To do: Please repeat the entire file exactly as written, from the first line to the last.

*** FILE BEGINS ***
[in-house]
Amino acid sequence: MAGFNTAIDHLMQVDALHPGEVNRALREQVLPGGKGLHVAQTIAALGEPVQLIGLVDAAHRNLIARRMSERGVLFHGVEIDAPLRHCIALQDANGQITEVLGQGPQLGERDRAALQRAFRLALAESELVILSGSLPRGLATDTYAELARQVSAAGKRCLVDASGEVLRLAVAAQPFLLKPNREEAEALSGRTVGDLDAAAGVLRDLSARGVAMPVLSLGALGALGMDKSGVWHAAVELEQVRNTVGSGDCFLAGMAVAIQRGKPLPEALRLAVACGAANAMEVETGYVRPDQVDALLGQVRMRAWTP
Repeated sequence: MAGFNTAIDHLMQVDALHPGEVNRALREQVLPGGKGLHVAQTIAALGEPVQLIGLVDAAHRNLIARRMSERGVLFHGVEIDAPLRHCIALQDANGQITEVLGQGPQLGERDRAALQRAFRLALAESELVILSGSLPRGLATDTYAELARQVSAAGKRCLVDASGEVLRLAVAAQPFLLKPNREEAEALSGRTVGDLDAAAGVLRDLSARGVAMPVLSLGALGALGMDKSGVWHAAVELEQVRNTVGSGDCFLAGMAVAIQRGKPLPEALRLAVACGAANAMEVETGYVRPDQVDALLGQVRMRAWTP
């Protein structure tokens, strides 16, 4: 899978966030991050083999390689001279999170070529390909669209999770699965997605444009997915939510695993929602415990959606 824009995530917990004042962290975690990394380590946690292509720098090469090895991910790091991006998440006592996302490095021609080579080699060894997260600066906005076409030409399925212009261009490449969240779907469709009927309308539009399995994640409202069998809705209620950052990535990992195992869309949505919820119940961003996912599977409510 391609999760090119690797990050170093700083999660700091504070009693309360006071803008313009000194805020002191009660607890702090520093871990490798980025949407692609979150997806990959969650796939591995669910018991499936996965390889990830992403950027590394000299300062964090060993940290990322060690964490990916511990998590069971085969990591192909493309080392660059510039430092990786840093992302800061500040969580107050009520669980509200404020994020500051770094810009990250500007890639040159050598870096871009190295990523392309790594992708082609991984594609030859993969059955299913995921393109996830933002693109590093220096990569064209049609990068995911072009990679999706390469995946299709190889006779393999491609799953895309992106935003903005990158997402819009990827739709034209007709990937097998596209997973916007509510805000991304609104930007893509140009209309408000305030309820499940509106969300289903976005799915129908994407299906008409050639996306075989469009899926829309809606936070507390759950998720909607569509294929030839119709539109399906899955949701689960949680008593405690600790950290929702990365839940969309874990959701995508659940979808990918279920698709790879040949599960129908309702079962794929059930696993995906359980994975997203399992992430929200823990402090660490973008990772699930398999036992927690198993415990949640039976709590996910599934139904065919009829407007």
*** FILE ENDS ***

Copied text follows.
[in-house]
Amino acid sequence: MAGFNTAIDHLMQVDALHPGEVNRALREQVLPGGKGLHVAQTIAALGEPVQLIGLVDAAHRNLIARRMSERGVLFHGVEIDAPLRHCIALQDANGQITEVLGQGPQLGERDRAALQRAFRLALAESELVILSGSLPRGLATDTYAELARQVSAAGKRCLVDASGEVLRLAVAAQPFLLKPNREEAEALSGRTVGDLDAAAGVLRDLSARGVAMPVLSLGALGALGMDKSGVWHAAVELEQVRNTVGSGDCFLAGMAVAIQRGKPLPEALRLAVACGAANAMEVETGYVRPDQVDALLGQVRMRAWTP
Repeated sequence: MAGFNTAIDHLMQVDALHPGEVNRALREQVLPGGKGLHVAQTIAALGEPVQLIGLVDAAHRNLIARRMSERGVLFHGVEIDAPLRHCIALQDANGQITEVLGQGPQLGERDRAALQRAFRLALAESELVILSGSLPRGLATDTYAELARQVSAAGKRCLVDASGEVLRLAVAAQPFLLKPNREEAEALSGRTVGDLDAAAGVLRDLSARGVAMPVLSLGALGALGMDKSGVWHAAVELEQVRNTVGSGDCFLAGMAVAIQRGKPLPEALRLAVACGAANAMEVETGYVRPDQVDALLGQVRMRAWTP
């Protein structure tokens, strides 16, 4: 899978966030991050083999390689001279999170070529390909669209999770699965997605444009997915939510695993929602415990959606 824009995530917990004042962290975690990394380590946690292509720098090469090895991910790091991006998440006592996302490095021609080579080699060894997260600066906005076409030409399925212009261009490449969240779907469709009927309308539009399995994640409202069998809705209620950052990535990992195992869309949505919820119940961003996912599977409510 391609999760090119690797990050170093700083999660700091504070009693309360006071803008313009000194805020002191009660607890702090520093871990490798980025949407692609979150997806990959969650796939591995669910018991499936996965390889990830992403950027590394000299300062964090060993940290990322060690964490990916511990998590069971085969990591192909493309080392660059510039430092990786840093992302800061500040969580107050009520669980509200404020994020500051770094810009990250500007890639040159050598870096871009190295990523392309790594992708082609991984594609030859993969059955299913995921393109996830933002693109590093220096990569064209049609990068995911072009990679999706390469995946299709190889006779393999491609799953895309992106935003903005990158997402819009990827739709034209007709990937097998596209997973916007509510805000991304609104930007893509140009209309408000305030309820499940509106969300289903976005799915129908994407299906008409050639996306075989469009899926829309809606936070507390759950998720909607569509294929030839119709539109399906899955949701689960949680008593405690600790950290929702990365839940969309874990959701995508659940979808990918279920698709790879040949599960129908309702079962794929059930696993995906359980994975997203399992992430929200823990402090660490973008990772699930398999036992927690198993415990949640039976709590996910599934139904065919009829407007």